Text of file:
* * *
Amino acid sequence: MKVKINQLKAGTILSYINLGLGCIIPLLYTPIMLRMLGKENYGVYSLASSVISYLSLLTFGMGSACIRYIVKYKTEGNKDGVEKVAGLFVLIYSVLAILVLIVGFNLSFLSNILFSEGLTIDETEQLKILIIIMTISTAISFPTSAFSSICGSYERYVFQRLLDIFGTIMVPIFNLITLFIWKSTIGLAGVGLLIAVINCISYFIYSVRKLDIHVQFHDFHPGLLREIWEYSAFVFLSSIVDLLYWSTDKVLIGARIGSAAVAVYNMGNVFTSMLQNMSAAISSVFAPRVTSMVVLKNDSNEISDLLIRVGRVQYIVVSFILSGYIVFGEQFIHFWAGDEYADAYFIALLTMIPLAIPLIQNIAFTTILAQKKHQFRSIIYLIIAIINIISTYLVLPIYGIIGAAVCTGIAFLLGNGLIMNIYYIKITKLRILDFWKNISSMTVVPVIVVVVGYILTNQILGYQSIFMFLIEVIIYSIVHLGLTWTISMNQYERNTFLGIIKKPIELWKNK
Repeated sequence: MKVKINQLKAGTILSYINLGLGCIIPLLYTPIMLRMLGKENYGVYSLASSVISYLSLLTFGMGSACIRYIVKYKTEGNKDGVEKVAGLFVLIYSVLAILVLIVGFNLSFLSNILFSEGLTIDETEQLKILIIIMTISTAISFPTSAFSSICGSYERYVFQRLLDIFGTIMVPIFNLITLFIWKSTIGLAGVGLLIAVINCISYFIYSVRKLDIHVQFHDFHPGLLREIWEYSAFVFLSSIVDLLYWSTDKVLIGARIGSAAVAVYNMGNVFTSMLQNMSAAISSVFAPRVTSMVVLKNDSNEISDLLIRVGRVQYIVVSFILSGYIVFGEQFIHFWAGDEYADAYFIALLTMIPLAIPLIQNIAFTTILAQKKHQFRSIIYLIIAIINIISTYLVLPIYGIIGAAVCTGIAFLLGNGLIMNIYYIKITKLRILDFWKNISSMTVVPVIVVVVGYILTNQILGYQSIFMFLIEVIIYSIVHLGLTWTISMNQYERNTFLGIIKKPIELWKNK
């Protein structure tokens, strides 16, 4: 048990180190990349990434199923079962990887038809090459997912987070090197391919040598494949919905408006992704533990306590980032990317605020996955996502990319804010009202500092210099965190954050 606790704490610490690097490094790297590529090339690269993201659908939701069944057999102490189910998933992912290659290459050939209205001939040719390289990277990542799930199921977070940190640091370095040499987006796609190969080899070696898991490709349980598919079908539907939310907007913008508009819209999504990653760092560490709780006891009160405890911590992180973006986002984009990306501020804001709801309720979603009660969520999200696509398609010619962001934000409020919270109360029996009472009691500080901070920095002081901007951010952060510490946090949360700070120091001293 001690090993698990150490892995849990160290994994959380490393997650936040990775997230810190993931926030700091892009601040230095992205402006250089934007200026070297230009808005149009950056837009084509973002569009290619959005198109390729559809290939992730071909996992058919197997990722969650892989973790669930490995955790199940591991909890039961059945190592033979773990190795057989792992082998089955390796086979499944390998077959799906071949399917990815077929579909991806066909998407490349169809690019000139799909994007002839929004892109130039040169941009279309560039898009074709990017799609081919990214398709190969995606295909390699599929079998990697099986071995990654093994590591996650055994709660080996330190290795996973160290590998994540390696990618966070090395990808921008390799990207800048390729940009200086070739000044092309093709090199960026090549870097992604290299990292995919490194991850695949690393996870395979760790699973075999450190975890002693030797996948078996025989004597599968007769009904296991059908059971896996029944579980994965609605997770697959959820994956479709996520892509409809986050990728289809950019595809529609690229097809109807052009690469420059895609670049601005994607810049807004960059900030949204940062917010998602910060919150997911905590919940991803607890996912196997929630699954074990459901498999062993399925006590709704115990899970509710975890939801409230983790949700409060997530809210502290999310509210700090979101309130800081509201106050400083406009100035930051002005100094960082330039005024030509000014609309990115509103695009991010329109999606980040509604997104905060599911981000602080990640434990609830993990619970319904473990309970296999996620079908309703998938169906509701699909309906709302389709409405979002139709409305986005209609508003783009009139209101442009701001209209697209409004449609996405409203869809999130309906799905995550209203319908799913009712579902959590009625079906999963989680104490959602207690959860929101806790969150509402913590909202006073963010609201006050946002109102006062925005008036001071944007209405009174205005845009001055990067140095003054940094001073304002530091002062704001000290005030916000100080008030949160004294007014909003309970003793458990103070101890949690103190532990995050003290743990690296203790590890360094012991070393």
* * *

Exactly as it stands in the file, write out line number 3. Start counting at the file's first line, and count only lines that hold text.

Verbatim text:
């Protein structure tokens, strides 16, 4: 048990180190990349990434199923079962990887038809090459997912987070090197391919040598494949919905408006992704533990306590980032990317605020996955996502990319804010009202500092210099965190954050 606790704490610490690097490094790297590529090339690269993201659908939701069944057999102490189910998933992912290659290459050939209205001939040719390289990277990542799930199921977070940190640091370095040499987006796609190969080899070696898991490709349980598919079908539907939310907007913008508009819209999504990653760092560490709780006891009160405890911590992180973006986002984009990306501020804001709801309720979603009660969520999200696509398609010619962001934000409020919270109360029996009472009691500080901070920095002081901007951010952060510490946090949360700070120091001293 001690090993698990150490892995849990160290994994959380490393997650936040990775997230810190993931926030700091892009601040230095992205402006250089934007200026070297230009808005149009950056837009084509973002569009290619959005198109390729559809290939992730071909996992058919197997990722969650892989973790669930490995955790199940591991909890039961059945190592033979773990190795057989792992082998089955390796086979499944390998077959799906071949399917990815077929579909991806066909998407490349169809690019000139799909994007002839929004892109130039040169941009279309560039898009074709990017799609081919990214398709190969995606295909390699599929079998990697099986071995990654093994590591996650055994709660080996330190290795996973160290590998994540390696990618966070090395990808921008390799990207800048390729940009200086070739000044092309093709090199960026090549870097992604290299990292995919490194991850695949690393996870395979760790699973075999450190975890002693030797996948078996025989004597599968007769009904296991059908059971896996029944579980994965609605997770697959959820994956479709996520892509409809986050990728289809950019595809529609690229097809109807052009690469420059895609670049601005994607810049807004960059900030949204940062917010998602910060919150997911905590919940991803607890996912196997929630699954074990459901498999062993399925006590709704115990899970509710975890939801409230983790949700409060997530809210502290999310509210700090979101309130800081509201106050400083406009100035930051002005100094960082330039005024030509000014609309990115509103695009991010329109999606980040509604997104905060599911981000602080990640434990609830993990619970319904473990309970296999996620079908309703998938169906509701699909309906709302389709409405979002139709409305986005209609508003783009009139209101442009701001209209697209409004449609996405409203869809999130309906799905995550209203319908799913009712579902959590009625079906999963989680104490959602207690959860929101806790969150509402913590909202006073963010609201006050946002109102006062925005008036001071944007209405009174205005845009001055990067140095003054940094001073304002530091002062704001000290005030916000100080008030949160004294007014909003309970003793458990103070101890949690103190532990995050003290743990690296203790590890360094012991070393």